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For free print copies of this summary, call 800-358-9295. Ask the Publications Clearinghouse for AHRQ Publication 11(12)-EHC088-A

Treating Chronic Pelvic Pain: A Review of the Research for Women

Consumer Summary – Apr. 16, 2012

Treating Chronic Pelvic Pain: A Review of the Research for Women


Table of Contents

Is This Summary Right for Me?

Yes, if:

A doctor* said you have chronic pelvic pain (pain in the area between your hips and below your belly button that has lasted 3 or more months).

No, if:

You sometimes have pain in your pelvis, but a doctor has not said it is chronic pelvic pain.

The pain you feel in your pelvis only happens during your period, sexual intercourse, urination, or bowel movements.

You are under 18 or male. This information is from research on adult women.

What will this summary cover?

This summary describes chronic pelvic pain and explains research about therapies for women with this condition. It can help you talk with your doctor about treating or managing chronic pelvic pain.

Researchers funded by the Agency for Healthcare Research and Quality (AHRQ), a Federal Government agency, reviewed 36 studies on therapies for chronic pelvic pain published between January 1990 and May 2011. You can read the report at

* In this summary, the term “doctor” refers to the health care professionals who may take care of you, including your physician, gynecologist, gastroenterologist, urologist, nurse practitioner, or physician assistant.

Understanding Your Condition

What is chronic pelvic pain?

Chronic pelvic pain (CPP) is ongoing pain in your pelvic area (the area between your hips and below your belly button) that lasts for 3 or more months.

  • The pain may be dull, or it may be sharp and cramping.
  • It may be constant, or it may come and go.
  • The pain might not be in one specific spot and could be felt in your entire pelvic area.
  • You may also feel pressure in your pelvic area.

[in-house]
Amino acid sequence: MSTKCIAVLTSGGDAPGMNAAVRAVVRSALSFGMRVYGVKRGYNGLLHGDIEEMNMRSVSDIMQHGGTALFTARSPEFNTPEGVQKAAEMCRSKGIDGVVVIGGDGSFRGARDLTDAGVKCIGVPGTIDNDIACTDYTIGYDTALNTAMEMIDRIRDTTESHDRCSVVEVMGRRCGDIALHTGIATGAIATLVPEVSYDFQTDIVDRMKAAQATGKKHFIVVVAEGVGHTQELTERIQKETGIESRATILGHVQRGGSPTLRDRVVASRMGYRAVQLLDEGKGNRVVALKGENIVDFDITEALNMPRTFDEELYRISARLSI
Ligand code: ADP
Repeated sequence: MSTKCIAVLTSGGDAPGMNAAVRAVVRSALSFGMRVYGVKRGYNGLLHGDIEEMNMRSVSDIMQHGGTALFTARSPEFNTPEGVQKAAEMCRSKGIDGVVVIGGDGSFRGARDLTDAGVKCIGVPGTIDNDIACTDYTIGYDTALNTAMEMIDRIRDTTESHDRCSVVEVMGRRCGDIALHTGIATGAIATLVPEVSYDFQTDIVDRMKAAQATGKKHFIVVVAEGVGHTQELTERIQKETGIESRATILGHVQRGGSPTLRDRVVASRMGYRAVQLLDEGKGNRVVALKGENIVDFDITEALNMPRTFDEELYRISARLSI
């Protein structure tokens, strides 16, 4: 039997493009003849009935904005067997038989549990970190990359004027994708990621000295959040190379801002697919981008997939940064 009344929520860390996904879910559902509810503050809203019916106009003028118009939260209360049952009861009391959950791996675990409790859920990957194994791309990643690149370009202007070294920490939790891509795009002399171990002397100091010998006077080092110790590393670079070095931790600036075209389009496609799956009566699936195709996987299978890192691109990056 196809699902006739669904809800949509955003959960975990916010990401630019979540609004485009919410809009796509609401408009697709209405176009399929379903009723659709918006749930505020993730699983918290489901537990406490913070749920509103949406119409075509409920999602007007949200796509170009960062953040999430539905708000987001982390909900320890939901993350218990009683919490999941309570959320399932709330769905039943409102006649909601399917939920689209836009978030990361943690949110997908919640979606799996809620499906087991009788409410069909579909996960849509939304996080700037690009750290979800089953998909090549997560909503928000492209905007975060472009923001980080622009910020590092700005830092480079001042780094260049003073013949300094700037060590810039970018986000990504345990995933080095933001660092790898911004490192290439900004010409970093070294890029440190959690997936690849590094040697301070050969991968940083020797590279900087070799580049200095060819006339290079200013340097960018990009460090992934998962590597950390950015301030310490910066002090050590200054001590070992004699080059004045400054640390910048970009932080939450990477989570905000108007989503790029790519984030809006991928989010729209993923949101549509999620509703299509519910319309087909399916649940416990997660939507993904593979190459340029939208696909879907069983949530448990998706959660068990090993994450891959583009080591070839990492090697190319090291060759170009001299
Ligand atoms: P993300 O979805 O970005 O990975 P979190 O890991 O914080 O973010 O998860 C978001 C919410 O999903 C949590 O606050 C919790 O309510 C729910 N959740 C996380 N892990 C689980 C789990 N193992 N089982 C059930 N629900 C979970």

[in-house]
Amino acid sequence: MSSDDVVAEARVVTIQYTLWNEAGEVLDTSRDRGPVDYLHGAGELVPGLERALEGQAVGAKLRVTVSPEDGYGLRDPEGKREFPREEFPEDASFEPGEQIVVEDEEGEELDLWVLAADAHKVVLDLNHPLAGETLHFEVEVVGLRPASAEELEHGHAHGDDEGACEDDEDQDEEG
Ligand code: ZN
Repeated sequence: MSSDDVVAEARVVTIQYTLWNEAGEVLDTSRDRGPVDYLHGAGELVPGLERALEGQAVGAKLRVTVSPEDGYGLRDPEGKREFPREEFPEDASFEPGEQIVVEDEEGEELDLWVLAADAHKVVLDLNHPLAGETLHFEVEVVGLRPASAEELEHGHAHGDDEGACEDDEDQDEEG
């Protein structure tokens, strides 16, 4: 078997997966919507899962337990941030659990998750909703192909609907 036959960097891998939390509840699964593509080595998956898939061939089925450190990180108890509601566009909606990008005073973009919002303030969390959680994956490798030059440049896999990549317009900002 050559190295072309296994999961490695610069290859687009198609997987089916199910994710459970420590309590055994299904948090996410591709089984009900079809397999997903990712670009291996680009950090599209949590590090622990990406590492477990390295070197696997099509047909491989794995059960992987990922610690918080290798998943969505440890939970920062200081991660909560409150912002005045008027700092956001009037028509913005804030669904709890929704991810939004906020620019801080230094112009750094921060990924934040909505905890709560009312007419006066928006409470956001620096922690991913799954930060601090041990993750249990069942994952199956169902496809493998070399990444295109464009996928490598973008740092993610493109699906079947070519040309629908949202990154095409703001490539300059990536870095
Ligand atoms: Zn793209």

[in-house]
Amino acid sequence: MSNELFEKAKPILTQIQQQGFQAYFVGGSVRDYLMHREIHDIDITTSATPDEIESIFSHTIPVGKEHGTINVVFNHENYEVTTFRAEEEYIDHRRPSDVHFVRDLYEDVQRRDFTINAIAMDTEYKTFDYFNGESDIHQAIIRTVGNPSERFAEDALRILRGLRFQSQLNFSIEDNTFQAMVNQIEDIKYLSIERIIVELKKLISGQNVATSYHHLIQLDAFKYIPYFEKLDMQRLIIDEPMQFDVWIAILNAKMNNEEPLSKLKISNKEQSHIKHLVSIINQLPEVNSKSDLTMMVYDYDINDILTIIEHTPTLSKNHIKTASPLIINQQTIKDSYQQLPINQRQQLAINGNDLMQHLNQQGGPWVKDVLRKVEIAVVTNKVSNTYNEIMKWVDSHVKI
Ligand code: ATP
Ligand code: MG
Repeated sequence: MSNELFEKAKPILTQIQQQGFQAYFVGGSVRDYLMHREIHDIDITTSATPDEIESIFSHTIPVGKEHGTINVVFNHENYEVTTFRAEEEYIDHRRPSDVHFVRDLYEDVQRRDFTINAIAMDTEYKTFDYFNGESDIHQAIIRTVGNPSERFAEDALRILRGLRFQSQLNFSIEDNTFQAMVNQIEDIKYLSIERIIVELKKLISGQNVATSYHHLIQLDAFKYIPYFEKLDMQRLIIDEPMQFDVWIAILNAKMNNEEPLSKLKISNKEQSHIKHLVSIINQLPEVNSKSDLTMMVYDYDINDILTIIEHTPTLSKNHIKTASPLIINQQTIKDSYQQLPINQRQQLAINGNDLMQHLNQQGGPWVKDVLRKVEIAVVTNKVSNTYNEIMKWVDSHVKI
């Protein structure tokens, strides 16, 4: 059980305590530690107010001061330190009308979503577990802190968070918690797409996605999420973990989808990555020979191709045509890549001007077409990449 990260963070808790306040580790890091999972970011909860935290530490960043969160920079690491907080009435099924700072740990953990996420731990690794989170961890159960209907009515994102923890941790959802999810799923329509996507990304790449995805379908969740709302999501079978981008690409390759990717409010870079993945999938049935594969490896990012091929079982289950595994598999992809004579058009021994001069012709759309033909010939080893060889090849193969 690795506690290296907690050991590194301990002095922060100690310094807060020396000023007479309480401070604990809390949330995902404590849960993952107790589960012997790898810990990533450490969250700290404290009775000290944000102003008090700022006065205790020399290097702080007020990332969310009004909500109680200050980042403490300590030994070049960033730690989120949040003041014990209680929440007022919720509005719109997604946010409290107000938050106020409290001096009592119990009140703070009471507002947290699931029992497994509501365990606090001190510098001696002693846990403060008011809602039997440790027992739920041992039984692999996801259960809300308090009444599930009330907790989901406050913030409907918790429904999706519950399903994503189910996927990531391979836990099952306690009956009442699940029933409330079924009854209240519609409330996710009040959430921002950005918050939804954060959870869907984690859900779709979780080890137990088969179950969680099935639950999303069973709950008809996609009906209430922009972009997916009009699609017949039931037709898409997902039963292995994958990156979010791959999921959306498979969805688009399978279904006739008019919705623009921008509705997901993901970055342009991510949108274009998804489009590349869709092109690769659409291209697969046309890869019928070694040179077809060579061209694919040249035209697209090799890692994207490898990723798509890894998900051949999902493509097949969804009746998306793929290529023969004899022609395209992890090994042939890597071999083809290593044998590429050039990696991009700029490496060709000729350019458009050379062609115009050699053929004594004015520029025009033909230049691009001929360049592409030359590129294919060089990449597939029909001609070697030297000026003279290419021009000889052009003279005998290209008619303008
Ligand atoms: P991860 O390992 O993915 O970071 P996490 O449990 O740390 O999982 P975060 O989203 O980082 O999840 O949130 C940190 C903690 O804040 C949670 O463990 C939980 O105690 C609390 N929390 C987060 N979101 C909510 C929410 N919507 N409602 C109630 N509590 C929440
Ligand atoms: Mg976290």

• CPP can make it difficult to do daily activities or exercise.

What causes chronic pelvic pain?

CPP is a complex condition that can have many causes. It may be connected to other conditions. Some of these conditions include:

  • Irritable bowel syndrome: A condition that affects your large intestine that can cause bloating, cramping, constipation, or diarrhea.
  • Endometriosis (pronounced en-doh-mee-tree-OH-sis): The tissue from the lining of your uterus grows on the outside of that organ.
  • Tense pelvic floor muscles: The muscles at the bottom of your pelvic area tense up or cramp.
  • Painful bladder syndrome: Your bladder becomes sensitive and easily irritated.
  • Scar tissue in the pelvic area: You may have scar tissue from an infection, an operation, or other treatment that now causes pain.

graphic of woman's pelvis

Finding the cause for your pelvic pain

There are treatments for specific causes of CPP. So it is very important to go to your doctor for a full workup to try to determine the cause of your CPP.

  • Your primary doctor will ask you questions about your pain and your medical history and will give you a thorough physical exam.
  • Your primary doctor may refer you to several different types of doctors: a gynecologist (a specialist in the female reproductive system), a gastroenterologist (pronounced gas-troh-en-tuh-ROL-uh-jist; a specialist in digestive tract diseases), or a urologist (a specialist in urinary tract diseases).